99. 99
    Mnemosyne says:

    @Another Scott:

    Pizza is the invention of immigrants to America, just like chop suey and corned beef and cabbage. They have various types of flatbreads in Italy, but what we think of as “pizza” is purely American.


    “Aha! Pronoun trouble.”
    “What did you expect from an opera, a happy ending?”

  100. 100
    NotMax says:


    Always suspected that moniker came about because the very similar owned one came with some cultural baggage.

  101. 101
    Jeffro says:

    @Adam L Silverman: seconded on Johns’ JSA, as well as the awesomeness of “The Lightning Saga”

  102. 102
    SFBayAreaGal says:

    I was ten when the Batman show started. I loved the show. This show is what got me hooked on comic books. I collected comic books of Batman, Superman, and Wonder Woman. I still love picking up a comic book of Batman, Superman or Wonder Woman, to see what is going on. I also loved Justice League of America comic books.

    Now, I’m a big fan of Gotham. The portrayals of the villains are so good.

    I was also a big fan of Smallville.

  103. 103
    tom says:

    @Adam L Silverman: A friend just emailed this to me:

    I had the pleasure of meeting Mr. West back in 1977 at Children’s Hospital (Detroit). I was 14 and was hospitalized for pneumonia that wasn’t responding very well to treatment. He made an appearance in costume and met with the kids who could be out of bed in the play rooms and then went room to room to visit the kids like me who were too sick to be out of bed. The nurses said he made sure he visited every single kid in the hospital. Every kid got a signed photo. I still have mine in a scrapbook. He was kind, gracious, and funny. I don’t remember what we talked about, but he spent several minutes with me and made me laugh several times.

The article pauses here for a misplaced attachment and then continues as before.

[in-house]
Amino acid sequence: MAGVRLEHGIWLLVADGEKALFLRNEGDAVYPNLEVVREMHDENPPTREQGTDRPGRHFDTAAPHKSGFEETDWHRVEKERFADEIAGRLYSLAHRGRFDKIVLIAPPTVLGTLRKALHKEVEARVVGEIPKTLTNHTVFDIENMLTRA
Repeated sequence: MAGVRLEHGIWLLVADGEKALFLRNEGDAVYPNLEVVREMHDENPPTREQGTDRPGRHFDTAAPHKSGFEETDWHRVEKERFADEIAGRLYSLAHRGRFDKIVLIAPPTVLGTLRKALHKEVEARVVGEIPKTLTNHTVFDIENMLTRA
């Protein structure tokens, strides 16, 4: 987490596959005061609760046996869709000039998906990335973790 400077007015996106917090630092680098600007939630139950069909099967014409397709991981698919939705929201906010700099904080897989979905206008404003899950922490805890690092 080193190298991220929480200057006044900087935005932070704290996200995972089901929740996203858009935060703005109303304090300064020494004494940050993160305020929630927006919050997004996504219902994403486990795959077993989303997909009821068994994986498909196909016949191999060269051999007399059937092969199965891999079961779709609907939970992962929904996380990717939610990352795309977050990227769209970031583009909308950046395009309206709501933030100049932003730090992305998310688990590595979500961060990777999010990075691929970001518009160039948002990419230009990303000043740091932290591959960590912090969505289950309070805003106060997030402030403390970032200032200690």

Thanks for the memories Mr. West, Godspeed.

  104. 104
    Mnemosyne says:


    I’m almost tempted to see Spiderman: Homecoming just because its star Tom Holland is already visiting children’s hospitals in costume. I like to reward good kids, even good kids who are movie stars.

  105. 105
    Miss Kitka's Comrade Wayne says:

    @Adam L Silverman: Frank Gorshin’s Riddler was his pièce de résistance.

  106. 106
    Amir Khalid says:

    @Smedley Darlington Prunebanks (Formerly Mumphrey, et al.):


    I’m just a wee bit surprised that an American town would have a name like that.

  107. 107
    Amir Khalid says:

    @Adam L Silverman:
    I’ve often wondered why a Spanish tortilla is an omelette, but a Mexican tortilla is a flatbread very much like a chapati.

  108. 108
    steverinoCT says:

    The sad thing to me about that trailer is how old AW sounds. It happens, but when you have the magic of movies/TV and can have instant juxtaposition it really can be jarring. There’s a (local?) series of TV commercials where the actor’s voice fades as he ages. He passed away several years ago but they still use an animated image of him and his signature closing line.

  109. 109
    Lazada says:

    The Sadness is almost unbearable. For those of us who grew up in the 60s and 70s, although the cinema has given others, very good in theirs, it was he who gave us many joys in childhood and we waited week after week the outcome of situations that astonished those who were children, Rest in peace, Batman.

Comments are closed.